At this point there is not much you can do, but wait and see if there is more growth.  You can also point out the identity of the doctor so others would not use them. 

Michael Meshkin, MD
Newport Beach Hair Restoration Surgeon
4.8 out of 5 stars 27 reviews

No Growth after Neograft FUE Hair Transplant

That is very unfortunate that you have had no growth after undergoing a hair transplant. Usually by 6 months, there should be some growth and in most cases, 60% of the final result.

In terms of legal action, you need to find out what the laws are in the state that you had the hair transplant performed at. In some states, the doctor is the only one who can make the incisions to extract the grafts, and make the incisions (slits) where the grafts are placed. Even though FUE is a small round incision, it nonetheless is an incision that penetrates the skin. In my clinic in Oregon, I perform quite a bit of FUE for my patients and I personally draw out the hairline, administer all medications and injections, perform all the FUE incisions and extractions, and make all the slits where the grafts are placed. Then, with my staff, I place the grafts in the appropriate areas. It is a very time consuming and tedious process that I feel is the physician’s responsibility. If you feel the laws were broken, then you may want to consult an attorney.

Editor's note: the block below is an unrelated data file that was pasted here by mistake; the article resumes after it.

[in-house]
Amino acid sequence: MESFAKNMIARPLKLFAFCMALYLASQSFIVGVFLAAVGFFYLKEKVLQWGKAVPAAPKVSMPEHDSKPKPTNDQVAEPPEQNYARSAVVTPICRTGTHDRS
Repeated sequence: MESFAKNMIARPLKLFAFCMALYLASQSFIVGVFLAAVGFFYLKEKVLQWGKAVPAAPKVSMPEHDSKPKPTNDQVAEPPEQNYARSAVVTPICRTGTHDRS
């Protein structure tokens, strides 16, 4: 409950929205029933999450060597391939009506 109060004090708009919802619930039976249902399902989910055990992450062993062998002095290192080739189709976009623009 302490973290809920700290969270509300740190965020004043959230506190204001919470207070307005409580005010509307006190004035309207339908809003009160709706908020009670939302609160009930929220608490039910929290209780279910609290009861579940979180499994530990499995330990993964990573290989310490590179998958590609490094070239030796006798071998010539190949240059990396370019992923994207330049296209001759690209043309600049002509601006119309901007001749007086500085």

The ISHRS (International Society of Hair Restoration Physicians) has come out with a position statement that basically states that it is the responsibility of the physician to make all incisions in the scalp whether it be the strip incision, the FUE incision, or the incisions where the grafts are placed.

Steven Gabel, MD, FACS
Portland Hair Restoration Surgeon
5.0 out of 5 stars 12 reviews

These answers are for educational purposes and should not be relied upon as a substitute for medical advice you may receive from your physician. If you have a medical emergency, please call 911. These answers do not constitute or initiate a patient/doctor relationship.